The cruise work started, says Martyn, with a shuttle service into Weymouth: “So we then got to know the cruise ship agents. We don’t simply do the basics; we are always looking for an edge – perhaps doing the marshalling for them, keeping them informed of roadworks which might impact travelling times, or making sure there’s plenty of bottled water on the coaches.”
As a result, the work has been developing at a pace, with Bluebird stepping up to the plate and working closely with cruise ship agents to ensure departures from the ships are seamless: “We had every coach out for one Disney Cruise,” Gemma says. The passengers can depend on the expertise of a company with several lifetime’s experience of local tourism, taking them along the Jurassic Coast, to see the well-endowed Cerne Abbas giant and to West Bay, where the TV crime series Broadchurch is filmed, and has become a global brand.
Bluebird has had a long relationship with football club AFC Bournemouth, now in the Premiership. Bluebird takes its supporters and its academy squad to away games: “We used to carry manager Eddie Howe when he was still a left back,” says Martyn.
There was a dark era when many coach operators wouldn’t go anywhere near football supporters, but these days, it’s good, winter business: “The supporters are no trouble at all – very friendly with our drivers,” says Gemma.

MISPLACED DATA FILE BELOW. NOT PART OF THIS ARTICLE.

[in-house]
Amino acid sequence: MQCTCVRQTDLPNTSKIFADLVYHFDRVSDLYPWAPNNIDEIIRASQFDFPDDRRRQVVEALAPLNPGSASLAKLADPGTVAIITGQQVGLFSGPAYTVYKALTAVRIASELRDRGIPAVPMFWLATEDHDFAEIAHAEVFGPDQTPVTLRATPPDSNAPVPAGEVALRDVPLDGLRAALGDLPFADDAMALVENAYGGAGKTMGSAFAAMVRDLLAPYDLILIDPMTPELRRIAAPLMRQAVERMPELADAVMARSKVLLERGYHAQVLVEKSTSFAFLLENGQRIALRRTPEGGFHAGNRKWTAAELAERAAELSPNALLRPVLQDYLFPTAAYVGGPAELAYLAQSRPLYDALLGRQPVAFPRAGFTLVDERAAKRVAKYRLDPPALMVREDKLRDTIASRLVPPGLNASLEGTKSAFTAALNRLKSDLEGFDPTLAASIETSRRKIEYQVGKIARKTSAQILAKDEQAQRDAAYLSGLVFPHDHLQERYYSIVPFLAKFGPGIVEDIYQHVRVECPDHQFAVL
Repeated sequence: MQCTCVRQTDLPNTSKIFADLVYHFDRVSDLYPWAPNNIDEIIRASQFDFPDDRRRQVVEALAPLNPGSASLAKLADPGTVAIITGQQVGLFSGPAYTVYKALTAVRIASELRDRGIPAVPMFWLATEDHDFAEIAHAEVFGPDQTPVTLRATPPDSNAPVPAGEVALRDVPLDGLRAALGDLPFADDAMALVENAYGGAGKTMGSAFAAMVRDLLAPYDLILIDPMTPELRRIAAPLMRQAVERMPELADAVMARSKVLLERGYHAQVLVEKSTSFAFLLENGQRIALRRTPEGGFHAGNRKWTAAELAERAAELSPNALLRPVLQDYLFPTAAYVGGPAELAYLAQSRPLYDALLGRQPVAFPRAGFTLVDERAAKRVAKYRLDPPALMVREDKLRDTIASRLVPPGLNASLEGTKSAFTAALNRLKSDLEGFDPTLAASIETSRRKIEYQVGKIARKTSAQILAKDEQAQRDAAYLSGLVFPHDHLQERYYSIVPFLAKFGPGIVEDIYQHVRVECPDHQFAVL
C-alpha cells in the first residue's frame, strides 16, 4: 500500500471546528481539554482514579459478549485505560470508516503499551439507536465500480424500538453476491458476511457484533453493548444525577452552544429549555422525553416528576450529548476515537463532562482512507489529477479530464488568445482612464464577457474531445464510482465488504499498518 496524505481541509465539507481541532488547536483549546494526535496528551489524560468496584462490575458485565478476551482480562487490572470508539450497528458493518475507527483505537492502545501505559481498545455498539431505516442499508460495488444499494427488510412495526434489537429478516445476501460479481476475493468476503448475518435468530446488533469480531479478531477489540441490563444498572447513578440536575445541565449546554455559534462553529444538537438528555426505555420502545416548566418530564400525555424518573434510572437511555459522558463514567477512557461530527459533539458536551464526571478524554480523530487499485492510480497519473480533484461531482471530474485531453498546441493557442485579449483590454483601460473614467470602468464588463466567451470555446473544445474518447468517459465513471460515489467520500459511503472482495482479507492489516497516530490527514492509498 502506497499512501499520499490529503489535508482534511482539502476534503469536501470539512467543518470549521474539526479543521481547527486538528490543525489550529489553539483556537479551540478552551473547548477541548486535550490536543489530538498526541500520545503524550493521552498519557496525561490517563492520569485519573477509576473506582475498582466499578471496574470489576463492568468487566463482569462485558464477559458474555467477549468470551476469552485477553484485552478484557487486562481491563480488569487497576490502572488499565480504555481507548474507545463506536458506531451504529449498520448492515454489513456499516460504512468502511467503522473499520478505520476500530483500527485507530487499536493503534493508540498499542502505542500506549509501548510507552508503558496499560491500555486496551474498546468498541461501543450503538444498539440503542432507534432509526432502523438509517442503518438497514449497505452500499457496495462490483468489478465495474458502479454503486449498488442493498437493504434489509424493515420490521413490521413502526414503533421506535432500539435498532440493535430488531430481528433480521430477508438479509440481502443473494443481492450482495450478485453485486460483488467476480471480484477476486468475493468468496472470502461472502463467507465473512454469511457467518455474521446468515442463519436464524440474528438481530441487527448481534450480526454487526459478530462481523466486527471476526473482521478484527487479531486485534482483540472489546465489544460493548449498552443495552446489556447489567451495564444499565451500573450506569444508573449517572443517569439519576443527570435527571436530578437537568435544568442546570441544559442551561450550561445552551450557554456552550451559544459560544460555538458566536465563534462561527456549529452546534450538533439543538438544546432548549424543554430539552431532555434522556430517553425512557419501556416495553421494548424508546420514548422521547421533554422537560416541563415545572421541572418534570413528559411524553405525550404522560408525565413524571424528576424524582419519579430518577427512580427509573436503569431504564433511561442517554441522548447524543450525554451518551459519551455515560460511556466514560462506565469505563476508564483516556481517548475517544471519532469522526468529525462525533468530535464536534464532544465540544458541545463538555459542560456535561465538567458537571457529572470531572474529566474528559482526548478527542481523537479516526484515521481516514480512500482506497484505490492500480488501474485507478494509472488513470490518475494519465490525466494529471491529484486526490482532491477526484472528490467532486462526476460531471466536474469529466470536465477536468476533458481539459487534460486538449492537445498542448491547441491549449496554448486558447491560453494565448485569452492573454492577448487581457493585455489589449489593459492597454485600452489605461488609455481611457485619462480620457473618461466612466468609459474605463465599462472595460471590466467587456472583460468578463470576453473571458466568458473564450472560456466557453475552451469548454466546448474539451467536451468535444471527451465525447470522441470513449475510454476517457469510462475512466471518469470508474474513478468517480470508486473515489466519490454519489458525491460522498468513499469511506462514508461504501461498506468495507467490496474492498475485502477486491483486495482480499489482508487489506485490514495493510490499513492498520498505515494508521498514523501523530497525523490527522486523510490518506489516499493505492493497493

While Bluebird continues to offer local people a tour and day trip programme, that, too, has developed. Gemma’s influence has seen more day trips targeted at a younger generation, who respond to marketing through Bluebird’s Facebook page: “We bought tickets for Robbie Williams and Olly Murs, let everyone know through Facebook and had 34 for Olly Murs booked on-line,” said Gemma.
Facebook is a great way of getting the word out that a new day trip is on sale, says Gemma, and the passengers interact; on a recent trip to the Pudding Club, the driver took some photos of everyone having a good time, and one of the customers specifically requested their pictures go on to the Bluebird Facebook page.
Change in the day trip market has been inevitable, Martyn points out. At one time, there was healthy demand for day trips to nearby Lulworth Cove, but a good bus service and free bus passes put paid to that, he says. Now, people seem focused on getting a little more than just a nice ride on a coach.
Bluebird’s holiday programme, with Tour Manager Steve Ring at the helm, is still extensive, with a handsome brochure one of the main marketing tools. But Bluebird also has an exhibition trailer, which it takes to local county shows and fayres to ensure it has a high profile. Holidays can be booked over the phone or, increasingly, through the website, which uses Distinctive Systems’ Tour Manager programming: “And people still like the personal touch, and will book with Sandy at the seafront travel shop,” says Martyn.
“We’re still growing our market for UK and Ireland holidays,” he says. “Four- to five-day breaks are very popular, and we do a lot of ‘boats and trains’ type breaks. Thursford Spectacular is still a seller for us, but we’re not afraid to do something different; this year, we’re running a tour into Romania.”